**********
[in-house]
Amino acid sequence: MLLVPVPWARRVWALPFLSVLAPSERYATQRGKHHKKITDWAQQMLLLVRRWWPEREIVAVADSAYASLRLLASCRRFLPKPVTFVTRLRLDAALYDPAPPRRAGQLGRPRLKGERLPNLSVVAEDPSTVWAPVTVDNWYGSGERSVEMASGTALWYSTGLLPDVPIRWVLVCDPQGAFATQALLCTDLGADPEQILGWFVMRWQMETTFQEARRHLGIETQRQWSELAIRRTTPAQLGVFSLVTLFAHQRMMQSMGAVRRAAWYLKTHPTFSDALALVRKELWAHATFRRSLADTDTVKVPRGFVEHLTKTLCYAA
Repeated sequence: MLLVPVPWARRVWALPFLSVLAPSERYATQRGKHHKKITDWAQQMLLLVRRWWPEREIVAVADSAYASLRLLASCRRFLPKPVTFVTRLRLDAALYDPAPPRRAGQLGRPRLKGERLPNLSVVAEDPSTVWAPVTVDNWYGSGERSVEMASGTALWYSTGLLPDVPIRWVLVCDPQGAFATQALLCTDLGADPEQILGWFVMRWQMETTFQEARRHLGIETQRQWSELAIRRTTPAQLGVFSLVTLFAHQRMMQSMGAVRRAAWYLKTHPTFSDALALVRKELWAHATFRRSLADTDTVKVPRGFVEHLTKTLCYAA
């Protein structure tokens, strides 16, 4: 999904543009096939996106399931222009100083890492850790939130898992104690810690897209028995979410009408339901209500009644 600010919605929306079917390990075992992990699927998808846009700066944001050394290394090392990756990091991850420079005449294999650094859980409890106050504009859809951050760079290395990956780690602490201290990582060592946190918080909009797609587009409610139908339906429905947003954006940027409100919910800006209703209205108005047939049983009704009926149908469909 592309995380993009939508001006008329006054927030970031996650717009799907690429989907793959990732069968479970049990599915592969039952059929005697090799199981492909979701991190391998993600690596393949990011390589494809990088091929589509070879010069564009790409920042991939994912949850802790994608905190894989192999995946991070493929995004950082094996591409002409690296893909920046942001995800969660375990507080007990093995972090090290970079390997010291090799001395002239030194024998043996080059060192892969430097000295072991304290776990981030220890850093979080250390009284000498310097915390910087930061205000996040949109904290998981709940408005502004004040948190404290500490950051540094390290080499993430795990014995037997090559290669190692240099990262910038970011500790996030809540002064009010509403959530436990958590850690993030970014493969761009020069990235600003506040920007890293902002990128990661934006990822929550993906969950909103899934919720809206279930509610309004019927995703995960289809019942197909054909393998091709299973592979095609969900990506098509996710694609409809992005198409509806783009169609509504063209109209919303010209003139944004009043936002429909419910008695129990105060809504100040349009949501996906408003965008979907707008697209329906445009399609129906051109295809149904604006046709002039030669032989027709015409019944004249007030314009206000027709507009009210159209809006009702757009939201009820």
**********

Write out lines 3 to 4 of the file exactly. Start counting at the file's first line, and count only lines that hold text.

Repeated sequence: MLLVPVPWARRVWALPFLSVLAPSERYATQRGKHHKKITDWAQQMLLLVRRWWPEREIVAVADSAYASLRLLASCRRFLPKPVTFVTRLRLDAALYDPAPPRRAGQLGRPRLKGERLPNLSVVAEDPSTVWAPVTVDNWYGSGERSVEMASGTALWYSTGLLPDVPIRWVLVCDPQGAFATQALLCTDLGADPEQILGWFVMRWQMETTFQEARRHLGIETQRQWSELAIRRTTPAQLGVFSLVTLFAHQRMMQSMGAVRRAAWYLKTHPTFSDALALVRKELWAHATFRRSLADTDTVKVPRGFVEHLTKTLCYAA
């Protein structure tokens, strides 16, 4: 999904543009096939996106399931222009100083890492850790939130898992104690810690897209028995979410009408339901209500009644 600010919605929306079917390990075992992990699927998808846009700066944001050394290394090392990756990091991850420079005449294999650094859980409890106050504009859809951050760079290395990956780690602490201290990582060592946190918080909009797609587009409610139908339906429905947003954006940027409100919910800006209703209205108005047939049983009704009926149908469909 592309995380993009939508001006008329006054927030970031996650717009799907690429989907793959990732069968479970049990599915592969039952059929005697090799199981492909979701991190391998993600690596393949990011390589494809990088091929589509070879010069564009790409920042991939994912949850802790994608905190894989192999995946991070493929995004950082094996591409002409690296893909920046942001995800969660375990507080007990093995972090090290970079390997010291090799001395002239030194024998043996080059060192892969430097000295072991304290776990981030220890850093979080250390009284000498310097915390910087930061205000996040949109904290998981709940408005502004004040948190404290500490950051540094390290080499993430795990014995037997090559290669190692240099990262910038970011500790996030809540002064009010509403959530436990958590850690993030970014493969761009020069990235600003506040920007890293902002990128990661934006990822929550993906969950909103899934919720809206279930509610309004019927995703995960289809019942197909054909393998091709299973592979095609969900990506098509996710694609409809992005198409509806783009169609509504063209109209919303010209003139944004009043936002429909419910008695129990105060809504100040349009949501996906408003965008979907707008697209329906445009399609129906051109295809149904604006046709002039030669032989027709015409019944004249007030314009206000027709507009009210159209809006009702757009939201009820």